Urine C-peptide creatinine ratio is a noninvasive alternative to the mixed-meal tolerance test in children and adults with type 1 diabetes.

Peninsula National Institute for Health Research Clinical Research Facility, Peninsula Medical School, University of Exeter, Exeter, UK.
Diabetes care (Impact Factor: 7.74). 02/2011; 34(3):607-9. DOI: 10.2337/dc10-2114
Source: PubMed

ABSTRACT Stimulated serum C-peptide (sCP) during a mixed-meal tolerance test (MMTT) is the gold standard measure of endogenous insulin secretion, but practical issues limit its use. We assessed urine C-peptide creatinine ratio (UCPCR) as an alternative.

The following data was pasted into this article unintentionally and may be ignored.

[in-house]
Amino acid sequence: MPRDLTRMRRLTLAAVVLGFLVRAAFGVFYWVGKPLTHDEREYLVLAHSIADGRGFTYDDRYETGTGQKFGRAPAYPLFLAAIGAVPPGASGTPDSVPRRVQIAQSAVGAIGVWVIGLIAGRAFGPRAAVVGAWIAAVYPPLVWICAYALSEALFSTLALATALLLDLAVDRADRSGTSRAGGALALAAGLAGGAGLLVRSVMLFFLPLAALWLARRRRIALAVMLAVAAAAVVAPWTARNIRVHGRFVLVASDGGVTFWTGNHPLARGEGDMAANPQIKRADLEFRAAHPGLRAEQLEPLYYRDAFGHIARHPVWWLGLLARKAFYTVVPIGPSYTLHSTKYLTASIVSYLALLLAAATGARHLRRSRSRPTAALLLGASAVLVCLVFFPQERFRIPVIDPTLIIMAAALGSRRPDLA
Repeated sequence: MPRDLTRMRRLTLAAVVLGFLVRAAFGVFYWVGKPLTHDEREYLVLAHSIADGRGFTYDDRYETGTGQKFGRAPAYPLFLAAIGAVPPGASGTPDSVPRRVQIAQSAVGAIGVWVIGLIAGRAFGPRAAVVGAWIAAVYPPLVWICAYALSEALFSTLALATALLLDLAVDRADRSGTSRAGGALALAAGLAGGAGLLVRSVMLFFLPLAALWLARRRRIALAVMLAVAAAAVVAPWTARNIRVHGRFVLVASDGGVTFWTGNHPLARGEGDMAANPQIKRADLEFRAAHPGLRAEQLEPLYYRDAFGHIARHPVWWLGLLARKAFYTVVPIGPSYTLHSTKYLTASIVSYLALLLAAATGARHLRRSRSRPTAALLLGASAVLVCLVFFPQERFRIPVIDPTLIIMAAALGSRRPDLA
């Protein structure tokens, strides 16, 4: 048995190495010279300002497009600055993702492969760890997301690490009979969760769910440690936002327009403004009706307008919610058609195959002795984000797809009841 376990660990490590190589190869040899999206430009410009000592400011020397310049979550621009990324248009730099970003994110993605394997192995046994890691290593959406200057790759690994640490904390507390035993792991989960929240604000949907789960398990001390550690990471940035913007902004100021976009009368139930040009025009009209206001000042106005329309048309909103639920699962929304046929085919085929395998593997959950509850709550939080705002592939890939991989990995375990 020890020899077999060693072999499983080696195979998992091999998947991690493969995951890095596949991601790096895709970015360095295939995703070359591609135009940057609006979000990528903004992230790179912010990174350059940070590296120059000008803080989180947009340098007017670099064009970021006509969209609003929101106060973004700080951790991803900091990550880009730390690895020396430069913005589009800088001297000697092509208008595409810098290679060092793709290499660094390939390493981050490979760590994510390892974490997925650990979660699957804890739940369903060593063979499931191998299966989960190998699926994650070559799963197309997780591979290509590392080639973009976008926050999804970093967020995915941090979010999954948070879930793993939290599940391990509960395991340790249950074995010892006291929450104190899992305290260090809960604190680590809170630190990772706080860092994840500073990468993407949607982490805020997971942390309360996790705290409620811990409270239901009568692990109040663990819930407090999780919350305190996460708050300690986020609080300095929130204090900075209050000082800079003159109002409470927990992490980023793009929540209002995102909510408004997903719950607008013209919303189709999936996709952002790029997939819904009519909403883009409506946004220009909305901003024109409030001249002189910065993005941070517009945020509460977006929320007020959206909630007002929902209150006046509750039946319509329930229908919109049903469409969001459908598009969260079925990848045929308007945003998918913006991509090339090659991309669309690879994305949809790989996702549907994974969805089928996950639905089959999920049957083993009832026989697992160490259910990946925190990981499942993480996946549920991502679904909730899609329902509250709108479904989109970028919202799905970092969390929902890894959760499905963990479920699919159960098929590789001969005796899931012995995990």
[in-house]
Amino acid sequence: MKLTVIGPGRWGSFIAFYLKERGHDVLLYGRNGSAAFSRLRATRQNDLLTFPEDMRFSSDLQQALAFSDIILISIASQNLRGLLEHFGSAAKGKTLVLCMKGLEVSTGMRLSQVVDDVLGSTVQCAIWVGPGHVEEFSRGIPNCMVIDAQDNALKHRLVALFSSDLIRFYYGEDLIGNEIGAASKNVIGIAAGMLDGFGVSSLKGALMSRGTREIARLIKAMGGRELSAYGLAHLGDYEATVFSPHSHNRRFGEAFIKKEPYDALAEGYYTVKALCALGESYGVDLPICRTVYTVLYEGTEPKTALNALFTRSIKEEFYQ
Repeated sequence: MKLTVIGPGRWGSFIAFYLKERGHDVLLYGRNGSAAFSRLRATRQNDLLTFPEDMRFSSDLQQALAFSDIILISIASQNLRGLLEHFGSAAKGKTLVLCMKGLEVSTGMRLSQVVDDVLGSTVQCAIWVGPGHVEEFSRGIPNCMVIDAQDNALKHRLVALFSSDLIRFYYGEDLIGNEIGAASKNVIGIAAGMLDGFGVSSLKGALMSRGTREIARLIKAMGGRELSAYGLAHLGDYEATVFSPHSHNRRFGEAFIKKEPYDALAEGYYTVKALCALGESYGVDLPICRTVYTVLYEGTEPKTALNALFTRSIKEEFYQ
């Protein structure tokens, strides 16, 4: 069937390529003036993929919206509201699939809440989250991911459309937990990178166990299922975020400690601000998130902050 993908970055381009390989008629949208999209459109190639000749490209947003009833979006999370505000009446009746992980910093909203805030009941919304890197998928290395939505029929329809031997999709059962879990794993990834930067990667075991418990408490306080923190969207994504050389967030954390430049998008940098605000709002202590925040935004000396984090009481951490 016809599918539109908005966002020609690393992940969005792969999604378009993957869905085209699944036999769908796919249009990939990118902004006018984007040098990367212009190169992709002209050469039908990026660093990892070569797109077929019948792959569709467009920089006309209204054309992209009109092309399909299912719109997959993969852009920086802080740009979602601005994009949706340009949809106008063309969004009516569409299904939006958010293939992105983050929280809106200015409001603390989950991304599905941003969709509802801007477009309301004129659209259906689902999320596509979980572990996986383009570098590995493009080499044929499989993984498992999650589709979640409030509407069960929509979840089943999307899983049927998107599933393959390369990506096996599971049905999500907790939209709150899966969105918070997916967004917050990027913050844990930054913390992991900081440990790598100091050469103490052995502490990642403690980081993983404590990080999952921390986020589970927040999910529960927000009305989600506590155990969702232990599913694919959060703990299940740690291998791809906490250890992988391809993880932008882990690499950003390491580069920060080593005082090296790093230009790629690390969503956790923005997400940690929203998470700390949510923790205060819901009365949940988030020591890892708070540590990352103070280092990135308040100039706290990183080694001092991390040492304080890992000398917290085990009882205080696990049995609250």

Seventy-two type 1 diabetic patients (age of diagnosis median 14 years [interquartile range 10-22]; diabetes duration 6.5 [2.3-32.7]) had an MMTT. sCP was collected at 90 min. Urine for UCPCR was collected at 120 min and following a home evening meal.
MMTT 120-min UCPCR was highly correlated to 90-min sCP (r = 0.97; P < 0.0001). UCPCR ≥ 0.53 nmol/mmol had 94% sensitivity/100% specificity for significant endogenous insulin secretion (90-min sCP ≥ 0.2 nmol/L). The 120-min postprandial evening meal UCPCR was highly correlated to 90-min sCP (r = 0.91; P < 0.0001). UCPCR ≥ 0.37 nmol/mmol had 84% sensitivity/97% specificity for sCP ≥ 0.2 nmol/L.
UCPCR testing is a sensitive and specific method for detecting insulin secretion. UCPCR may be a practical alternative to serum C-peptide testing, avoiding the need for inpatient investigation.

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